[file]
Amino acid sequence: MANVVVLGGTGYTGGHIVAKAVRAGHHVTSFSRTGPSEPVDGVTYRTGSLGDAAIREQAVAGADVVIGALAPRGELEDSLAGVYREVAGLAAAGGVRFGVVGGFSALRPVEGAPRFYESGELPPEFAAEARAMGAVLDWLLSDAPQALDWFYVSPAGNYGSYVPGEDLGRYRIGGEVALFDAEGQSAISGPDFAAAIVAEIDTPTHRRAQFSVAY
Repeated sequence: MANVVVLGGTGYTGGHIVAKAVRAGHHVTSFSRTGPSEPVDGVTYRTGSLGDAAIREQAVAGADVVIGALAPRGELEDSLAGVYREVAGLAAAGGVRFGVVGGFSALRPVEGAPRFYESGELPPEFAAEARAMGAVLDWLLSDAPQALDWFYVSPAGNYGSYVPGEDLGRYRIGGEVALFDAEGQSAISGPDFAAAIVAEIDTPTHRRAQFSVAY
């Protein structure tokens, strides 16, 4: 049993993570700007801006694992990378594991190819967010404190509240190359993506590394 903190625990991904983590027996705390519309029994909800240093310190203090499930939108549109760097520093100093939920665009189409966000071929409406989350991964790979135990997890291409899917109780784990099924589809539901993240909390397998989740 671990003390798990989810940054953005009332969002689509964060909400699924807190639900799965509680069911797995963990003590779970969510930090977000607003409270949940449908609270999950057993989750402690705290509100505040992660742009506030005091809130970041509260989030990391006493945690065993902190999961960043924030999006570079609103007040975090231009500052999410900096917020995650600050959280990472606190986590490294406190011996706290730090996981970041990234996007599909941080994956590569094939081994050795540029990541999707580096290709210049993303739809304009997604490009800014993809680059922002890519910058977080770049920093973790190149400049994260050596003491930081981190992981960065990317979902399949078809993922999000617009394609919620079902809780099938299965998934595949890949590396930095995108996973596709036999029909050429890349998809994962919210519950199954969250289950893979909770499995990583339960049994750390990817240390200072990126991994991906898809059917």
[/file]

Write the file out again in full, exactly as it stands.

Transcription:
Amino acid sequence: MANVVVLGGTGYTGGHIVAKAVRAGHHVTSFSRTGPSEPVDGVTYRTGSLGDAAIREQAVAGADVVIGALAPRGELEDSLAGVYREVAGLAAAGGVRFGVVGGFSALRPVEGAPRFYESGELPPEFAAEARAMGAVLDWLLSDAPQALDWFYVSPAGNYGSYVPGEDLGRYRIGGEVALFDAEGQSAISGPDFAAAIVAEIDTPTHRRAQFSVAY
Repeated sequence: MANVVVLGGTGYTGGHIVAKAVRAGHHVTSFSRTGPSEPVDGVTYRTGSLGDAAIREQAVAGADVVIGALAPRGELEDSLAGVYREVAGLAAAGGVRFGVVGGFSALRPVEGAPRFYESGELPPEFAAEARAMGAVLDWLLSDAPQALDWFYVSPAGNYGSYVPGEDLGRYRIGGEVALFDAEGQSAISGPDFAAAIVAEIDTPTHRRAQFSVAY
């Protein structure tokens, strides 16, 4: 049993993570700007801006694992990378594991190819967010404190509240190359993506590394 903190625990991904983590027996705390519309029994909800240093310190203090499930939108549109760097520093100093939920665009189409966000071929409406989350991964790979135990997890291409899917109780784990099924589809539901993240909390397998989740 671990003390798990989810940054953005009332969002689509964060909400699924807190639900799965509680069911797995963990003590779970969510930090977000607003409270949940449908609270999950057993989750402690705290509100505040992660742009506030005091809130970041509260989030990391006493945690065993902190999961960043924030999006570079609103007040975090231009500052999410900096917020995650600050959280990472606190986590490294406190011996706290730090996981970041990234996007599909941080994956590569094939081994050795540029990541999707580096290709210049993303739809304009997604490009800014993809680059922002890519910058977080770049920093973790190149400049994260050596003491930081981190992981960065990317979902399949078809993922999000617009394609919620079902809780099938299965998934595949890949590396930095995108996973596709036999029909050429890349998809994962919210519950199954969250289950893979909770499995990583339960049994750390990817240390200072990126991994991906898809059917």